Puerto Rico outranks global jurisdictions with $23B in tax breaks
Tax expenditures in Puerto Rico for this year reach $23.2 billion, a figure that doubles the annual general fund budget and that has been on the rise in recent years.
While on a global level Puerto Rico is one of the jurisdictions that proportionally offers the most incentives, it is also where the benefits provided by those incentives are least accounted for, according to a study by independent nonprofit firm Espacios Abiertos.
The research entitled “Tax Expenditures in Puerto Rico: Internal Challenges and Global Perspective” shows that almost half of these special tax deals continue to be a “hidden budget” item, since it is a tax expense whose details are not known.
Puerto Rico leads 29 jurisdictions in the United States and 92 countries globally, in terms of the fiscal impact of economic incentives (also known as tax incentives or privileges), with respect to the size of its economy using both Gross Domestic Product (21%) as the Gross National Product (31%), Espacios Abiertos concluded.
Tax expenditures are credits, deductions, deferrals, exemptions, and preferential rates. They are designated as expenditures under the assumption that $1 that is not received is economically equivalent to $1 that is spent, according to the study.
Tax expenditures are used to encourage certain activities or behaviors in taxpayers and seek to promote a certain public policy objective of the government.
In Puerto Rico there are 463 such credits, but data is only reported for 53.7%. In 2017, tax expenditures represented $22.5 billion, in 2022 the figure rose to $23.2 billion and, by 2023, the Treasury Department projects that they will reach $23.6 billion, according to its own data.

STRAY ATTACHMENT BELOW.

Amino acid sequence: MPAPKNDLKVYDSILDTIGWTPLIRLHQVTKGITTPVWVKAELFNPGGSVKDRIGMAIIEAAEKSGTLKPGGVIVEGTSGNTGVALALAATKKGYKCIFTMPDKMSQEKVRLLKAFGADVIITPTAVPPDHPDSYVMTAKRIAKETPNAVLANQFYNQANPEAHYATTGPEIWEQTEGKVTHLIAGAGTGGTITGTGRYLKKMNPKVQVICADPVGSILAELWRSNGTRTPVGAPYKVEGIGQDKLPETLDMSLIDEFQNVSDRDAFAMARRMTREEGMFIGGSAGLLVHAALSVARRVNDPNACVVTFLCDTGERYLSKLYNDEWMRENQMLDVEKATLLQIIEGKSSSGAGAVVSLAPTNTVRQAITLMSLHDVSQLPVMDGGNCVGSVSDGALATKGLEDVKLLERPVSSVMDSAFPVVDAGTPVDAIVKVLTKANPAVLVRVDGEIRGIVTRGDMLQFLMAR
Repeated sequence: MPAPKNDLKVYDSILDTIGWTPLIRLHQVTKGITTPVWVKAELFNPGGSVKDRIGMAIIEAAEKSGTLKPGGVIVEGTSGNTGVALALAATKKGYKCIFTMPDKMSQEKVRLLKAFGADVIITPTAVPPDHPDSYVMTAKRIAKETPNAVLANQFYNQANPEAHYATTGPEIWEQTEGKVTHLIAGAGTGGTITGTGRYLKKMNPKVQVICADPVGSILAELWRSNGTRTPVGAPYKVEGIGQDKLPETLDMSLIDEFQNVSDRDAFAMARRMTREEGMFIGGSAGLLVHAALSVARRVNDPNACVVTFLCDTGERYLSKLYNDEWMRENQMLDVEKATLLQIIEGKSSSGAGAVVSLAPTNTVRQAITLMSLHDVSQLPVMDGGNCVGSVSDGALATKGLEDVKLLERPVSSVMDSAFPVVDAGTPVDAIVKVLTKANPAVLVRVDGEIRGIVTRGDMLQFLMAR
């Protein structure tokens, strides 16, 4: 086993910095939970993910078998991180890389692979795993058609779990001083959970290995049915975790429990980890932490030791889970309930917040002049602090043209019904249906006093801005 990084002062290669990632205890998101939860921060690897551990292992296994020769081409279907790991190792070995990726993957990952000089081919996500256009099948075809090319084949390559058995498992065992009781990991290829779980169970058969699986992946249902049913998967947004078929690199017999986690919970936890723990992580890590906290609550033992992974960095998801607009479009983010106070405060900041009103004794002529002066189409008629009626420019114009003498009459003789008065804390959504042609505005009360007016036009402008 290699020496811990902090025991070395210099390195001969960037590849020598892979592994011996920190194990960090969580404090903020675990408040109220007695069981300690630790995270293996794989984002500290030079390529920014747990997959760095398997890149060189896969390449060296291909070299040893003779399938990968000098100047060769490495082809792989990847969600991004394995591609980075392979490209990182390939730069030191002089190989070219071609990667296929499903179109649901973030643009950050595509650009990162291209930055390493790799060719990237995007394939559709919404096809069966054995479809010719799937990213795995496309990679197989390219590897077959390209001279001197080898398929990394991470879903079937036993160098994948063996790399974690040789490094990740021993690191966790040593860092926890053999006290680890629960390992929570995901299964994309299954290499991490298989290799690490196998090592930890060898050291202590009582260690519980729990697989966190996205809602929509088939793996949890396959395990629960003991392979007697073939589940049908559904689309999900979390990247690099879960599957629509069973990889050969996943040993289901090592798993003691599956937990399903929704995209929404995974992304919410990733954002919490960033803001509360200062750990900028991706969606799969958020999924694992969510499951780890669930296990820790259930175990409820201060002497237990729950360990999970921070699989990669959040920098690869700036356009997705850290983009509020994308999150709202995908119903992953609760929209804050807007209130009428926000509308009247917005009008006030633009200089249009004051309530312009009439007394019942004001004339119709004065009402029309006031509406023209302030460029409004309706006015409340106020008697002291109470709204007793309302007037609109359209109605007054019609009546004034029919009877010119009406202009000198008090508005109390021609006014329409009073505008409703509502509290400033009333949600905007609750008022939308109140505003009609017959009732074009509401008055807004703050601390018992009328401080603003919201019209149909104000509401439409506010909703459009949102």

“Almost half of these special tax breaks continue to be a hidden budget item, since it is a fiscal expense, whose details are not known,” said economist Daniel Santamaría-Ots, senior analyst of Public Policy at EA, who led the study, with Alexis López-Paleo, public policy analyst, and that included interactive data panels created by Analyst Gabriel Ríos-Pérez.
Knowing the economic and social performance of tax expenditures is extremely important for Puerto Rico, just as it is for any jurisdiction, Santamaría-Ots said.
While the federal government has made 100% of this information public since 1974, in Puerto Rico it was not public. Espacios Abiertos has called on the government of Puerto Rico since 2017 to create an official public tax expenditure record or budget, so that it is incorporated into the process of considering and approving the annual public budget.
It was not until September 2019 that the first edition of the “Puerto Rico Tax Expenditure Report” was published on tax expenditure data from 2017, which is now in its third edition.
However, “it still lacks a lot of relevant information both for public officials who have the responsibility of approving the government budget and for citizens who have the right to know where public money goes,” Santamaría-Ots said.
For the study, members of the Espacios Abiertos research team examined the government’s report unveiled in December, along with data from previous reports, and in comparison with other jurisdictions in the United States and other countries, to determine where Puerto Rico ranks with respect to its tax expenditures.
The analysts concluded that the unearned income from these special tax treatments is twice as high as the general fund budget.
“Despite its magnitude, much of the fiscal expenditure is not disclosed, turning it into a hidden budget that does not pass public scrutiny. Because they are kept out of the public eye, it is rare that these expenses are evaluated in terms of costs and benefits,” Santamaría-Ots said.